One January morning walking around my SW neighborhood for reasons better left unsaid I headed up the unfinished gravel road. There’s a rut so bad cars can’t pass through without risking axel damage. At the top of this “street,” the empty lot behind a chain link fence beckoned. I wandered up the driveway towards a pile of concrete slabs and turned to look at the pit. It was wide, and deep, ten feet would be an exaggeration but it struck me as a good sized hole. At the bottom were kitchen cabinets and a wire shelving unit. I was shocked to see two throw pillows also tossed in the mud. The sight complimented my bleak mood.
After photographing the pit I created a black and white image that I posted on Instagram. I called it, “The Pit of Despair.” The dump site that emerged grated on me but the pit put things in perspective. No matter how low things get pits of despair will be there exhaling their misery and exposing their void. I tried imagining the house that may have filled that space before it crumbled and was carted away. Now this giant divot would never be anything more than a pit or an opportunistic junk refuge. Dirt wouldn’t retain water to make a swimming hole.
As I write this, January ticks into the next month. Thoughts I had never considered have grown into a February philosophy. It started with a Portland Monthly article I read in an emergency room waiting room. I spent hours there wondering if things would be okay while finding out February was not the month I thought it was. Yes there’s Valentines Day but that has its misery and President’s Day is a holiday spent wondering what you’re supposed to be celebrating. I discovered February’s wintery discontent of grime, gray and grind.
Rich Reese helped me recognize there’s a February Survival Philosophy. It’s all in the article but despite any possible positive moments during this month, it’s still a dreaded time. We have to be grateful it ends early. It could have been those feelings of being stuck in an emergency room when I encountered thoughts that added to the gravitas. Reece’s advice boiled down to enduring the nastiness and not making hasty, irrational decisions as a result and not letting the season make you snappy. Consider that someone’s funk can be rooted in their own brand of “Februaryitis.” It’s nothing personal. Maybe they haven’t done the same soul searching that would bring them to the wisdom of Rich Reece.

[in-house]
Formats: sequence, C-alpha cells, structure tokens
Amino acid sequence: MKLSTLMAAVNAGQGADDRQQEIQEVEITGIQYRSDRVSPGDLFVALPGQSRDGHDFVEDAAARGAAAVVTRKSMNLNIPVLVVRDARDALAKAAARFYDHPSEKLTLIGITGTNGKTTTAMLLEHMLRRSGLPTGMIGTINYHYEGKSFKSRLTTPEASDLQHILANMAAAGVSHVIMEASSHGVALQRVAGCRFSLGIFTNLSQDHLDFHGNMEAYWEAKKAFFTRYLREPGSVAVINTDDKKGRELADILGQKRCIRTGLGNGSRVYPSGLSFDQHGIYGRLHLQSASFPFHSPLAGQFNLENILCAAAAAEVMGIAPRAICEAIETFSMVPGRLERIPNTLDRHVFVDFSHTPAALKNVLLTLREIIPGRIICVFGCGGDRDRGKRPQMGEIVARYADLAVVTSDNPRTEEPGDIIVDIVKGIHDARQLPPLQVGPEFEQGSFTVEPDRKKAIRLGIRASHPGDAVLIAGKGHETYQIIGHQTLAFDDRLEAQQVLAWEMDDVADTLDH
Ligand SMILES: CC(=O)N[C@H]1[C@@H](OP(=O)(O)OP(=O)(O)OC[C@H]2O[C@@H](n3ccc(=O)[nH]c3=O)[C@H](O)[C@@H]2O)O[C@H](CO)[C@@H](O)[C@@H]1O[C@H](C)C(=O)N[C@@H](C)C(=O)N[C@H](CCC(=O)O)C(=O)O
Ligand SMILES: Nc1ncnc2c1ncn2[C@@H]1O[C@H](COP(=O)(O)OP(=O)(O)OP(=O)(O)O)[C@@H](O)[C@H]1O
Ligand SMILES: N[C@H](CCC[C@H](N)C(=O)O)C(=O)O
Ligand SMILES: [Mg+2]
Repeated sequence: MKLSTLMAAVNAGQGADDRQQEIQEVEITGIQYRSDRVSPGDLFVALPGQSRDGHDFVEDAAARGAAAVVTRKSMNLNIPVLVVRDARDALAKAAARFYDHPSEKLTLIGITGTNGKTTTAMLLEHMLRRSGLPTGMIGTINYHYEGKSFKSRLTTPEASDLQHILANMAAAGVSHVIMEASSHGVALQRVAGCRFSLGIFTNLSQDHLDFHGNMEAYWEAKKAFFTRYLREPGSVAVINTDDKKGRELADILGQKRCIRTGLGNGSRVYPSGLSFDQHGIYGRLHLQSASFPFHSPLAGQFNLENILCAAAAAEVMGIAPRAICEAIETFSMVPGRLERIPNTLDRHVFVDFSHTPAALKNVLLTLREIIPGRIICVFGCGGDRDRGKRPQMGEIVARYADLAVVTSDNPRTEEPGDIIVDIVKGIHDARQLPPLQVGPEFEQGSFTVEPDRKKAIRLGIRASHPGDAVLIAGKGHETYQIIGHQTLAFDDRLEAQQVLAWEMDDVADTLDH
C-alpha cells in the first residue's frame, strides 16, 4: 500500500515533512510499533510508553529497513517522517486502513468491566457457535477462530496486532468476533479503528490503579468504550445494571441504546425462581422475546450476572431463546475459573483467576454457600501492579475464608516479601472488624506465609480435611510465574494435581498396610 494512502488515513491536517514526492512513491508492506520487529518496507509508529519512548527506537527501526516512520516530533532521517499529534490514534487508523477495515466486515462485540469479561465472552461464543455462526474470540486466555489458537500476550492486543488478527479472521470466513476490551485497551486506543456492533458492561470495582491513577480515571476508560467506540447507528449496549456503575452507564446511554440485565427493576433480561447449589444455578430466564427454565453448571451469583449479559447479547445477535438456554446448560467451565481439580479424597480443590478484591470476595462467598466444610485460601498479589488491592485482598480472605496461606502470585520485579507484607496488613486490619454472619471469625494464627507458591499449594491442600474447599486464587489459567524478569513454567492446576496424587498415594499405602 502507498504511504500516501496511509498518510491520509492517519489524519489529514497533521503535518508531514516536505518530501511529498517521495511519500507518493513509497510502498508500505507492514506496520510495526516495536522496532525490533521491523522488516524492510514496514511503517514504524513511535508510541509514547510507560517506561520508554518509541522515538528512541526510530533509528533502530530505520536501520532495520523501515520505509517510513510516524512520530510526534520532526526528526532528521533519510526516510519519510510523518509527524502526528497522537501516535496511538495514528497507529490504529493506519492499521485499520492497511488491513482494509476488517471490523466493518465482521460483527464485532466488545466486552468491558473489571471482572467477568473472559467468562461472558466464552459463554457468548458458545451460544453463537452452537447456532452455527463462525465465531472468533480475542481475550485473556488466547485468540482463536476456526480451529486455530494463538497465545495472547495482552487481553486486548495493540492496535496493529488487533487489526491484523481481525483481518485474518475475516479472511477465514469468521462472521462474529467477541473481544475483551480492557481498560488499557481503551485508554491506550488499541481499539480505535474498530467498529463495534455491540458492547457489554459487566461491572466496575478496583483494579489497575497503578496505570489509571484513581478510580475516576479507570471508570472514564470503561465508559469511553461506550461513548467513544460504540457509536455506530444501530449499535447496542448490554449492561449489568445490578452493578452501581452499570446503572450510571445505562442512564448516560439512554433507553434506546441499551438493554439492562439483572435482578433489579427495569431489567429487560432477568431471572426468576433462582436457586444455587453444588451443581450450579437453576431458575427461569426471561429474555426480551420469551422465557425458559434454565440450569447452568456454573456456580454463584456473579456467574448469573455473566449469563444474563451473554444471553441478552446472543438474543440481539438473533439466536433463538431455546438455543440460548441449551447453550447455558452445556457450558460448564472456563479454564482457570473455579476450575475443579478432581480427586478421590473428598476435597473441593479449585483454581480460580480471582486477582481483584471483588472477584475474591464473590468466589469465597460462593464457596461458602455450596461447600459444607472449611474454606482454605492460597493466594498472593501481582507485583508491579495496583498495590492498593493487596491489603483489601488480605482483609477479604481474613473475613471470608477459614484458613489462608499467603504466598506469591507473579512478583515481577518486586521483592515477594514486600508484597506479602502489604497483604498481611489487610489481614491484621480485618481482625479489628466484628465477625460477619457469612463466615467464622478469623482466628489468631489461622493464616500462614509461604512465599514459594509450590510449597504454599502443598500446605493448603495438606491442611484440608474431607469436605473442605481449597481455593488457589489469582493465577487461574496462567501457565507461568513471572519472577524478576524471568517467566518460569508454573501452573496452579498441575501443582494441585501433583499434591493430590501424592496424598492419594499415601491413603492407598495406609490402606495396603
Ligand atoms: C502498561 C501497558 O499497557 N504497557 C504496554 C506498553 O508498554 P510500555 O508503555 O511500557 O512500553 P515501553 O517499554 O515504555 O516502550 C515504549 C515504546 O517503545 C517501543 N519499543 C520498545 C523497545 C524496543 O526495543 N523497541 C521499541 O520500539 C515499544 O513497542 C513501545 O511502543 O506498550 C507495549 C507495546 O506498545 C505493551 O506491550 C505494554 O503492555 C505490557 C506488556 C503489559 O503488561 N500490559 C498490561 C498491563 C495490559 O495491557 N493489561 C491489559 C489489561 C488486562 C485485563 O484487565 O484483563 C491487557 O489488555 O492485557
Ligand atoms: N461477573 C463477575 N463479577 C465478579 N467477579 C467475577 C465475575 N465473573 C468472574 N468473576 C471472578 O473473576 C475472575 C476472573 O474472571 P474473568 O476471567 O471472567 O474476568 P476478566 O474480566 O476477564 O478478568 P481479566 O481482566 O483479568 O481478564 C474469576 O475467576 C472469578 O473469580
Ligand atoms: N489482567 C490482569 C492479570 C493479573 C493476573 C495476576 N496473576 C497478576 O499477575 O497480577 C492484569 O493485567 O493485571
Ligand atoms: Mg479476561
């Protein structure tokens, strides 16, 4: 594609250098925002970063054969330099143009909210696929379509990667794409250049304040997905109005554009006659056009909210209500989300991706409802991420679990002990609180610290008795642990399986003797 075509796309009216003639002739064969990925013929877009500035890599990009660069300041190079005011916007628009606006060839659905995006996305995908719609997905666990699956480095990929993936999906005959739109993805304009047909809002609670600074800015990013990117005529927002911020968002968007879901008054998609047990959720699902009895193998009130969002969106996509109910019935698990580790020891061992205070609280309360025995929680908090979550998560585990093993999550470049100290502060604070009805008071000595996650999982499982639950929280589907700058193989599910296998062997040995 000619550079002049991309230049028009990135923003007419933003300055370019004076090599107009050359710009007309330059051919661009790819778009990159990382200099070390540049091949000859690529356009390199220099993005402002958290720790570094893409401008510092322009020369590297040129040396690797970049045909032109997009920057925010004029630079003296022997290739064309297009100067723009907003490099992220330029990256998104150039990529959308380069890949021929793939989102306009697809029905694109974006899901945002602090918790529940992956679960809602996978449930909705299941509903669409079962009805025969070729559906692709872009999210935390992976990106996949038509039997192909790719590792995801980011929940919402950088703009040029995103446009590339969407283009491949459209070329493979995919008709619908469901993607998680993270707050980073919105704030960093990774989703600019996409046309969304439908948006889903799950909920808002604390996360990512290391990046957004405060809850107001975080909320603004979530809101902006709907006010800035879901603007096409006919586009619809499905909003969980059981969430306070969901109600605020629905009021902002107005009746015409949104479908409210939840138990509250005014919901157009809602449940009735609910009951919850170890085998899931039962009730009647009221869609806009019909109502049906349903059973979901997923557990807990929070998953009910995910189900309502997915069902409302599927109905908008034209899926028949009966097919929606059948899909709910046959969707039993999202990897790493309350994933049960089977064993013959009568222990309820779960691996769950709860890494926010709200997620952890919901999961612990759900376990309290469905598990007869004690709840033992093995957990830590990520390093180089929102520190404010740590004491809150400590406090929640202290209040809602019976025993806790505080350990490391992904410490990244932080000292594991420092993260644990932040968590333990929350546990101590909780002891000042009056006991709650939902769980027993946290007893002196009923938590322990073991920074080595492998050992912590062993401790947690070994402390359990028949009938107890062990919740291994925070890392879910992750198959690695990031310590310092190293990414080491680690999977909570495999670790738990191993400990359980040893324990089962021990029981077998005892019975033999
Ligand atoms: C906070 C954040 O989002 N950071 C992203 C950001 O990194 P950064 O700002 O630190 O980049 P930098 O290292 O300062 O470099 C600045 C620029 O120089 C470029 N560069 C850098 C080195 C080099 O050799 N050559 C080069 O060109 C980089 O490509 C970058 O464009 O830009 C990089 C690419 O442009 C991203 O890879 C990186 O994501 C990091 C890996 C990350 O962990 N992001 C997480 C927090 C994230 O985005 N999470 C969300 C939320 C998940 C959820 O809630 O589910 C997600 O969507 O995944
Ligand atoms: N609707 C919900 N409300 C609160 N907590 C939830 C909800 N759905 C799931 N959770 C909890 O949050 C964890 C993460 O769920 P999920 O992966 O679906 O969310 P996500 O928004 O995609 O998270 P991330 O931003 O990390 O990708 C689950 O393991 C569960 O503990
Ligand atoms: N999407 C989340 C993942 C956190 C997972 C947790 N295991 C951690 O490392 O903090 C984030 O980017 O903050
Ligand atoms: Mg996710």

In the middle this deep thinking, I came across an article from a copy of a magazine called Yoga Journal that I found in a Multnomah Village recycling bin. The article recommended people find a place to center themselves offering examples like sitting on a rock in nature. I know what you’re thinking, the Portland Orbit has resorted to writing second rate Yoga Journal style articles to boost circulation. Regardless, I like this idea but I prefer one sacred spot. I had a place where I sought refuge a long time ago, a giant tree on the edge of a golf course. It was a place of calm when life got heavy. Last summer I painted a picture at a Larry Yes Free Painting Event downtown. From my imagination, a psychedelic tree on the edge of a field emerged, it could have been a subconscious nod to this place I’d known. Sure your spot should bring tranquility. My Pit of Despair is the opposite but if I don’t find myself at the bottom of it, I’m doing all right and it merits repeated visits.
Every day doesn’t have to be a battle but February can exacerbate feelings of living in survival mode. Last year I instituted a February tradition that I hope to continue provided I make it through the month. I celebrated the month’s end by buying a pair of cheap dress shoes, shoes I’d have no problem letting get beat up. After a year they are scuffed, torn and frayed. They reflect the kind of year its been. Chinese tariffs could kill this tradition or its death could come from my disinterest in shopping. I have yet to find a name for my pretend holiday. I just know the end of the month is worth celebrating. Please consider this public service announcement. Take “Februaritis” seriously and reward yourself if you can hang on until March.